David Bourget (Western Ontario)
David Chalmers (ANU, NYU)
Rafael De Clercq
Jack Alan Reynolds
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Journal of Philosophy 83 (3):148-167 (1986)
In chapter 1 of Reason, Truth, and History, Hilary Putnam argues from some plausible assumptions about the nature of reference to the conclusion that it is not possible that all sentient creatures are brains in a vat. If this argument is successful, it seemingly refutes an updated form of Cartesian skepticism concerning knowledge of physical objects. In this paper, I will state what I take to be the most promising interpretation of Putnam's argument. My reconstructed argument differs from an argument strongly suggested by Putnam's text. I will show that the latter argument obviously does not work. The more promising argument which I reconstruct on behalf of Putnam raises some interesting questions about the relation between the contents of one's beliefs and one's environment and about how this relation affects the evaluation of anti-skeptical arguments. I conclude that my reconstructed argument ultimately fails as a response to Cartesian skepticism: the argument engenders a skepticism about knowledge of meaning, or propositional content, which undercuts its anti-skeptical force.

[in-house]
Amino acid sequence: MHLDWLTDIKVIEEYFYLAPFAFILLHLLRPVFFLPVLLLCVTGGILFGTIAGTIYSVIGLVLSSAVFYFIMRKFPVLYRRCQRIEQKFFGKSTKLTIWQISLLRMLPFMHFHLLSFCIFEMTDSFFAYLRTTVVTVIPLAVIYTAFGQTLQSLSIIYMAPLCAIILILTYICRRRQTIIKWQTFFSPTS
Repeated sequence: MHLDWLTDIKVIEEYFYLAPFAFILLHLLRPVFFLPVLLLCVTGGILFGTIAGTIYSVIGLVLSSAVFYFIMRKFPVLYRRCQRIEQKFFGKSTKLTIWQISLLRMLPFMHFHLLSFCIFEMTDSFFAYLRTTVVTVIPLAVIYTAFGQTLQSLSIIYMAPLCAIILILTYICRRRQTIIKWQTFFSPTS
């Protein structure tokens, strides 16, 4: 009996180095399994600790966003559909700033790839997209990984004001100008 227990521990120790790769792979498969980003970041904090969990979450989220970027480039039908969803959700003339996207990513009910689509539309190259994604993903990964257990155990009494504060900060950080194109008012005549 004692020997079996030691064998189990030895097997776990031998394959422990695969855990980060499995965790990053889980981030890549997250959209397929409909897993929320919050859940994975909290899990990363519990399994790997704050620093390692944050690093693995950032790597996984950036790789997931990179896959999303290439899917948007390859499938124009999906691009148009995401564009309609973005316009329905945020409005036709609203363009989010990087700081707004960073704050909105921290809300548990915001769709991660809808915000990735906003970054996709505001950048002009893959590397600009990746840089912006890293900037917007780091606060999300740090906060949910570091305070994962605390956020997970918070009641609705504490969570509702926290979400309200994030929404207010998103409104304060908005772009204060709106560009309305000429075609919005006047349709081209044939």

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Citations of this work BETA
Andy Clark (2009). Spreading the Joy? Why the Machinery of Consciousness is (Probably) Still in the Head. Mind 118 (472):963-993.
Rory Madden (2013). Could a Brain in a Vat Self‐Refer? European Journal of Philosophy 21 (1):74-93.
Kevin Warwick (2010). Implications and Consequences of Robots with Biological Brains. Ethics and Information Technology 12 (3):223-234.
Anthony Brueckner (1992). Conceiving One's Envatment While Denying Metaphysical Realism. Australasian Journal of Philosophy 70 (4):469 – 474.
Ernest Lepore & Barry Loewer (1988). A Putnam's Progress. Midwest Studies in Philosophy 12 (1):459-473.
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